African Centre for Media Excellence (ACME) has condemned the closure and continued detention of directors and editors of ‘Red Pepper’ daily tabloid.
The organization which focuses on improving media professionalism in Africa described as unreasonable and unjustifiable, the “high handedness” of the state towards the journalists and the closure of Red Pepper and its affiliate outlets.
Eight people including journalists, senior editors and directors of the ‘Red Pepper’ were arrested two weeks ago for publishing a story on November 20, alleging that President Yoweri Museveni was plotting to topple Rwanda’s President, Paul Kagame.
The eight have since been sent to Luzira and court is yet to decide on their bail application.
They are charged with publishing information “prejudicial to national security”, and “offensive communication” against Security Minister Lt Gen Henry Tumukunde and Gen Salim Saleh, both of whom the story alleged were part of the plot.
In a statement released on Thursday, Dr Peter Mwesige, the ACME executive director said; “The prolonged detention of the eight and the closure of their business is not only disproportionate to the offences preferred, but also appears to be a calculated ploy to intimidate the Red Pepper and the entire media fraternity in Uganda”.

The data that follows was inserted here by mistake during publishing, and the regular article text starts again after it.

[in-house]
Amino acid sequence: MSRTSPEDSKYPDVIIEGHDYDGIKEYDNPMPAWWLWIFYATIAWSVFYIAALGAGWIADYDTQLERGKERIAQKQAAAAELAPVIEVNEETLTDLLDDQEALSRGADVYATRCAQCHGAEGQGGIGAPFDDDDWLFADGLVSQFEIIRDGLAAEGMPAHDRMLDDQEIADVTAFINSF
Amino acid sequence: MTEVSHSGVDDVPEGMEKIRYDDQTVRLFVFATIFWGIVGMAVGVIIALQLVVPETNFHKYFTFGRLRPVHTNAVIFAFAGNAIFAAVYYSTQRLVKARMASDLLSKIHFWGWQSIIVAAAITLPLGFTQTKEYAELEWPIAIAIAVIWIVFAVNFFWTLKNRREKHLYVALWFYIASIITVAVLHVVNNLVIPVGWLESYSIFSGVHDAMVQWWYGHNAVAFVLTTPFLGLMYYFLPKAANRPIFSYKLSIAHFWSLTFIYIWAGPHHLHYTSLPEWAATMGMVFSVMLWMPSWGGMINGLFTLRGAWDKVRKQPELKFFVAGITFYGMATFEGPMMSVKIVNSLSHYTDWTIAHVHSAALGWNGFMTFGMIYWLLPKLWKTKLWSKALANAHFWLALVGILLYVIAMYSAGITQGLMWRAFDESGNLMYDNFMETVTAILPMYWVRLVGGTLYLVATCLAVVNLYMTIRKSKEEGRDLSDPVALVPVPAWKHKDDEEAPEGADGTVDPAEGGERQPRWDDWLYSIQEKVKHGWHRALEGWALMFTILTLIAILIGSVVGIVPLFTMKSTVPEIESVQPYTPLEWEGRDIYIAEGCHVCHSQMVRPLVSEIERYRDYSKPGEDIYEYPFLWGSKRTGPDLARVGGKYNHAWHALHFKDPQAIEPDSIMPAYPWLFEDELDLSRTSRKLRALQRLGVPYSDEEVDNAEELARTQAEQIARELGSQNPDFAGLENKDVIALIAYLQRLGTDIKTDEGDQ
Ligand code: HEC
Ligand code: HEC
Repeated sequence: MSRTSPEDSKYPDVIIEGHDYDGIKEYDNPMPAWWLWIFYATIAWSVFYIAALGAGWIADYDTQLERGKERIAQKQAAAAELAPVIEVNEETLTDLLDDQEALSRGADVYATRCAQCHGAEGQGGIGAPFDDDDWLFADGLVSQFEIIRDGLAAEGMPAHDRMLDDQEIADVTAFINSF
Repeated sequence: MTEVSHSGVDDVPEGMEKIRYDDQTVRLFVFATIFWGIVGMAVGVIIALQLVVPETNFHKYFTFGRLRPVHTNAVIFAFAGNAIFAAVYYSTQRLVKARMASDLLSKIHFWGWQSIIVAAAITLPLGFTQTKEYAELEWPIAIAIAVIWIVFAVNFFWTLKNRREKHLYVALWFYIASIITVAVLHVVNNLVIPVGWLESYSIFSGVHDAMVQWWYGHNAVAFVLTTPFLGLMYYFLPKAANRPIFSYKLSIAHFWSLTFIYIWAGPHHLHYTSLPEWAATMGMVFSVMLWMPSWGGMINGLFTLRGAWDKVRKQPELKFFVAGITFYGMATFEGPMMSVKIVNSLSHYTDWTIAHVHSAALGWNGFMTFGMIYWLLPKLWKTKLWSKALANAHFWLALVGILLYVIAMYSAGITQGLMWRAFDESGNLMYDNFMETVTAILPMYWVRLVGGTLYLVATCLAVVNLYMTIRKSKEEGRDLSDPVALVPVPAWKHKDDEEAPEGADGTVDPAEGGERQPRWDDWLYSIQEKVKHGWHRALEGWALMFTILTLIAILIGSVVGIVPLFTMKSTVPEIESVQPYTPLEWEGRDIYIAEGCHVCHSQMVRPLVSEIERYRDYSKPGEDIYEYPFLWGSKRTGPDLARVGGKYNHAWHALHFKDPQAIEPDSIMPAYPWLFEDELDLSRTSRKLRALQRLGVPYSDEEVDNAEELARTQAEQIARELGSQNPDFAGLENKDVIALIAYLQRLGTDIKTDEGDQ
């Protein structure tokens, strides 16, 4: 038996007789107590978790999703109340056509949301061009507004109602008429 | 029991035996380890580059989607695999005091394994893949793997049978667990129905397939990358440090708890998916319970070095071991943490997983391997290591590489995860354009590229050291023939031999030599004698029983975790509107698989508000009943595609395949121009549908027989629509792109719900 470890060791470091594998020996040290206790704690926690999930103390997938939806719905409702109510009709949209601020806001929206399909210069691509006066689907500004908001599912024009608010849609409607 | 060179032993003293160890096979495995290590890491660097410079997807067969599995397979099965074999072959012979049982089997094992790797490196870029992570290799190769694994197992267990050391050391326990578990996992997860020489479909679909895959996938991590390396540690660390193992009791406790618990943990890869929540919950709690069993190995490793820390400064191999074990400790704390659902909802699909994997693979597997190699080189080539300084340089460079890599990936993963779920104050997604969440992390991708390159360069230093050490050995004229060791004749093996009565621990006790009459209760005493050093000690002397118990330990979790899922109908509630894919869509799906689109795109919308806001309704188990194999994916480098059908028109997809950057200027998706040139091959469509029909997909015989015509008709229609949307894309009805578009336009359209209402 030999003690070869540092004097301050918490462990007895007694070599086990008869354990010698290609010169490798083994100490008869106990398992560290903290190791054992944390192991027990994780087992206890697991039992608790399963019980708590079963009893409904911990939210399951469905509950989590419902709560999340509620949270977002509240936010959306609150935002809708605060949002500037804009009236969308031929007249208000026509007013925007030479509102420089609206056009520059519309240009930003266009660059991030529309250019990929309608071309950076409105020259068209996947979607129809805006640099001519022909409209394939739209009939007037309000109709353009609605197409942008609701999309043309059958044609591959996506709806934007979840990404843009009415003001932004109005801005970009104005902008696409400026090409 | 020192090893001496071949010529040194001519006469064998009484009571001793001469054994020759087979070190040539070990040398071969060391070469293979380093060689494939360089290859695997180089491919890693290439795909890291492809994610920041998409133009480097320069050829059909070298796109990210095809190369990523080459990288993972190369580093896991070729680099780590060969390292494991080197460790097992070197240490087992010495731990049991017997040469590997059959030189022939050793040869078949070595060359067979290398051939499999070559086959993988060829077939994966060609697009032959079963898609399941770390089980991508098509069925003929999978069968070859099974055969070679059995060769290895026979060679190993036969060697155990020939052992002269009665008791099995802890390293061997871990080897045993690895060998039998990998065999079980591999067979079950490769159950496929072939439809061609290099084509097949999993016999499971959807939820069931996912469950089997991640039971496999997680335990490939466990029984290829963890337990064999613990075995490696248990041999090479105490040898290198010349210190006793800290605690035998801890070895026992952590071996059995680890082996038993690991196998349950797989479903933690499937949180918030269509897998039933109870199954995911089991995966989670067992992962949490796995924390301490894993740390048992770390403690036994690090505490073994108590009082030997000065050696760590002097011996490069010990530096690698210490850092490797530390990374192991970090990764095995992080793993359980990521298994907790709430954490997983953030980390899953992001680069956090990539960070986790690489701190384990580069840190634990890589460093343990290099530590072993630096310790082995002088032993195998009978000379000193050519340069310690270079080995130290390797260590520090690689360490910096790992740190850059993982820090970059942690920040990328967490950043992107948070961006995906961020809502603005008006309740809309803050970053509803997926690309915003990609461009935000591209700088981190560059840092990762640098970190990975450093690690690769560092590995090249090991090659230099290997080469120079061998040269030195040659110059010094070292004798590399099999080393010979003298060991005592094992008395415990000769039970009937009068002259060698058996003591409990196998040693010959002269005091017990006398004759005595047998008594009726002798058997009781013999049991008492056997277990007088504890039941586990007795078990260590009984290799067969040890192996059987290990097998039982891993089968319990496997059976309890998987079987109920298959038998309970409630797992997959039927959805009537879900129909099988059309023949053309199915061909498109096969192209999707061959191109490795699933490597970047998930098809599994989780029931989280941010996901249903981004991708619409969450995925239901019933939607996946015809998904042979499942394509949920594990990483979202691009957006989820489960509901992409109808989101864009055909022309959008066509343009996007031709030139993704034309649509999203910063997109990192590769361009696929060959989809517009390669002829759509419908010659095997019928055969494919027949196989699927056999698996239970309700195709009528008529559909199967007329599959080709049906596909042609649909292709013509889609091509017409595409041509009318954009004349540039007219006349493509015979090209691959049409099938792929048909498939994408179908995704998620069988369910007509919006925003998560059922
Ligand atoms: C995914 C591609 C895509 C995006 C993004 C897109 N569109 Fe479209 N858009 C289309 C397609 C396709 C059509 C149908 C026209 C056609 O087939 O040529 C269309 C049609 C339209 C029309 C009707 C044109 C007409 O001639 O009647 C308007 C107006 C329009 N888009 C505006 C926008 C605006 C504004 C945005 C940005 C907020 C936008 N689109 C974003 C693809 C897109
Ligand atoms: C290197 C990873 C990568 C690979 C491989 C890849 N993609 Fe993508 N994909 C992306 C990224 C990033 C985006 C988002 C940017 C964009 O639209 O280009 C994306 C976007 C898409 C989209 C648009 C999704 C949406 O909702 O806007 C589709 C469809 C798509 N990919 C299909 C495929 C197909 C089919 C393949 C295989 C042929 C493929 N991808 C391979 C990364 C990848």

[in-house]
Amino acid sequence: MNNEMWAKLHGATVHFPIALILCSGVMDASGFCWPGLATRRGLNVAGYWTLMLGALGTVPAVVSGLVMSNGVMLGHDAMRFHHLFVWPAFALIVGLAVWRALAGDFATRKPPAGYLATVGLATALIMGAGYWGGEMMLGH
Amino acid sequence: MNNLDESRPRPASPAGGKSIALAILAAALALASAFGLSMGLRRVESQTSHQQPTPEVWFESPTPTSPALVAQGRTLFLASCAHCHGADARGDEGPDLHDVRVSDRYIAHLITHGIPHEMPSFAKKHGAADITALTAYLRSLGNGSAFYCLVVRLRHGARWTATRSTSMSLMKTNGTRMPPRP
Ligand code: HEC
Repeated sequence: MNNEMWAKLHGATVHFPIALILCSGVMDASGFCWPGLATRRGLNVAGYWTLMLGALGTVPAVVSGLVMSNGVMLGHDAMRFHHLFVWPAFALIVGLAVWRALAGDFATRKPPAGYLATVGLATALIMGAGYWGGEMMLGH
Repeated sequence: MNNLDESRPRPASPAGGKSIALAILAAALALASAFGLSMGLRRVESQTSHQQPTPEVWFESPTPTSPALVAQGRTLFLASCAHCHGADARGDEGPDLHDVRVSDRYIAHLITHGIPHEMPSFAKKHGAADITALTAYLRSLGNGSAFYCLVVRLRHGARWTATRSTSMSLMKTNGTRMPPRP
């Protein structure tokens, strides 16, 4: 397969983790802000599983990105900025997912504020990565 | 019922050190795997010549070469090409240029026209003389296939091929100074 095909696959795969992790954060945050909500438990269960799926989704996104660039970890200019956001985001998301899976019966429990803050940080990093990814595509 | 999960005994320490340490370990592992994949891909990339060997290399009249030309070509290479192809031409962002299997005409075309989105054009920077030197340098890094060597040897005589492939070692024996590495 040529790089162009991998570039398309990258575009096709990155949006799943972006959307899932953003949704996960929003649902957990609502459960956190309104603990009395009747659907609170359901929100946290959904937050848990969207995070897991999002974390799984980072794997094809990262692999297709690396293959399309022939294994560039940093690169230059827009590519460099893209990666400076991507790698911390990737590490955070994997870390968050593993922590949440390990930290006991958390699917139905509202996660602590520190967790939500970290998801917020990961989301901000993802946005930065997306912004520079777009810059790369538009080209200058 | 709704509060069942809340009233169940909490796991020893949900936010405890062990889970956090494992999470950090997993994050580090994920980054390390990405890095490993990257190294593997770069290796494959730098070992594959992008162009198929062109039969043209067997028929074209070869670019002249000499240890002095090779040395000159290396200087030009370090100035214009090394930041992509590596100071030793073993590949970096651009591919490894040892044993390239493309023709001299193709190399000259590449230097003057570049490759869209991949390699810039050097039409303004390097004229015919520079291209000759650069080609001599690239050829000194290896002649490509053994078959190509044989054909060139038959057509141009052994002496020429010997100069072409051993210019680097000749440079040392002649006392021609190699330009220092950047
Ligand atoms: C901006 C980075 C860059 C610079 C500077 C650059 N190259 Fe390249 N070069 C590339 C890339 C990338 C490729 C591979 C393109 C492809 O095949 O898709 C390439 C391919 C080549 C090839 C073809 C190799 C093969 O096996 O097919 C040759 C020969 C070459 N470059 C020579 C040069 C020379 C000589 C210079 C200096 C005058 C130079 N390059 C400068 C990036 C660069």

“These actions have a chilling effect on the exercise of the right to press freedom and the wider rights to freedom of expression and speech, which are guaranteed by the Constitution,” Dr Mwesige added.
The statement by ACME adds that the move against Red Pepper is part of a pattern of state actions geared at silencing dissent and free speech.
“We condemn the criminalisation of publication simply because our leaders or sections of society are not comfortable with the ideas disseminated or that their “peace” will be disturbed.”
ACME says that if a charge such as “offensive communication” is allowed to stand against the individual Red Pepper journalists, it will set a bad precedent and pose a threat to ordinary Ugandans who are increasingly using computer-assisted communication.
“Our defence of Red Pepper is not to endorse its approach to journalism, but rather to highlight what our Supreme Court has called ‘the greater danger of smothering alternative views of fact or opinion’,” the statement read in part.
The Supreme Court once ruled that the great benefit that society derives from the exercise of freedom of expression by citizens justifies the tolerance of that freedom “even in respect of demonstrably untrue and alarming statements rather than to suppress it”.
ACME has urged Ugandan journalists, media owners, civil society actors, politicians and all those who believe in the freedom of speech to stand with Red Pepper.